Sunday’s overall daily case figure is the lowest recorded in Victoria since January 3, and Chief Health Officer Brett Sutton believes infections during the state’s Omicron wave have “very likely” peaked.
Overall, the state has recorded 13,091 new COVID-19 cases and 14 additional deaths.
The latest figures come as teachers, students and parents await the state’s back-to-school plan.
The new infections, confirmed by the health department on Sunday, include 6625 from PCR tests and 6466 from rapid antigen tests.
“ICU cases and deaths haven’t peaked, but will hopefully stabilise soon,” Professor Sutton tweeted on Sunday.
It brings the total number of active cases in the state to 191,058, which includes 1002 people in hospital, down 27 from Saturday’s figures.
The number of Victorians in intensive care remains at 120 and there are 44 people on ventilators.
The release of the state’s blueprint for protecting students and staff from COVID is imminent, with rapid tests for pupils anticipated to be a key element of the strategy.
COVID Commander Jeroen Weimar says various options are being considered.
“There’ll be announcements in the next few days around the details of what that looks like,” he told reporters in Melbourne on Saturday.
Both NSW and Victoria pitched re-opening plans to national cabinet on Thursday, with Prime Minister Scott Morrison announcing that the federal government would split the cost with states opting to surveillance-test students and teachers.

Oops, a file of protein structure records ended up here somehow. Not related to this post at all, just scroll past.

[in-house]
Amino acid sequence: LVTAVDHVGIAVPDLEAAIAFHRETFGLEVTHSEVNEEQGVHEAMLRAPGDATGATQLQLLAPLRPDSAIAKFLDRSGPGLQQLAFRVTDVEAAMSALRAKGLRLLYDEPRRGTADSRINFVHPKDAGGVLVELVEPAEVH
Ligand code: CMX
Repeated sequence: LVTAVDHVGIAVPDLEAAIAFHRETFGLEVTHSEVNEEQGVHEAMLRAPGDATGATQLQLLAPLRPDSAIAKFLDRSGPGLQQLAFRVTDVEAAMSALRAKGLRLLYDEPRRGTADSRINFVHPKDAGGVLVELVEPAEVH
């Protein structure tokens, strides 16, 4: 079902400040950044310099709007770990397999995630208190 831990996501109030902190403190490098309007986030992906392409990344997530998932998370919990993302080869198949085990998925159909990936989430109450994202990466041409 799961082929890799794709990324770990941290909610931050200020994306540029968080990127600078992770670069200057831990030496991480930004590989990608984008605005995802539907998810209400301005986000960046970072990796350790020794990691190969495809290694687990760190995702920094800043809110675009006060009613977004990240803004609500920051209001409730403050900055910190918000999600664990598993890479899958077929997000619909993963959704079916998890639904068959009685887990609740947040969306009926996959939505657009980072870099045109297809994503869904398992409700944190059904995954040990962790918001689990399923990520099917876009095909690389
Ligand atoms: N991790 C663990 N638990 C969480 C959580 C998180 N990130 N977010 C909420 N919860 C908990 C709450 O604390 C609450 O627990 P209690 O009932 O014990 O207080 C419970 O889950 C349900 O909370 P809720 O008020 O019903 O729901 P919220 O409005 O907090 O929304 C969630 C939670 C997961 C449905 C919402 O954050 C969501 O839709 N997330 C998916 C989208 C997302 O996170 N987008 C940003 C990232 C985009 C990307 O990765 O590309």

Victorian public and low-fee independent schools have also been promised 51,000 air purifiers prior to classes resuming, but 10,000 are yet to be provided.
The rollout to schools has sped up in recent weeks and is nearing completion, with 41,000 delivered as of Friday.
A state government spokeswoman said improving ventilation with the $190 million package would reduce the virus’s spread when students return to classrooms.
“We are on track to have 51,000 air purifiers to schools for day one of Term 1 2022 with about 2000 being delivered each day,” she said.
Even so, inactive or retired teachers, principals and other education staff are being recruited to plug COVID-related holes in the workforce.
Recruits will be sent to local schools to replace teachers and other support workers at short notice, if and when they contract the virus and need to isolate.
The pool will only be available to government schools, which educate about two-thirds of primary and secondary students across the state.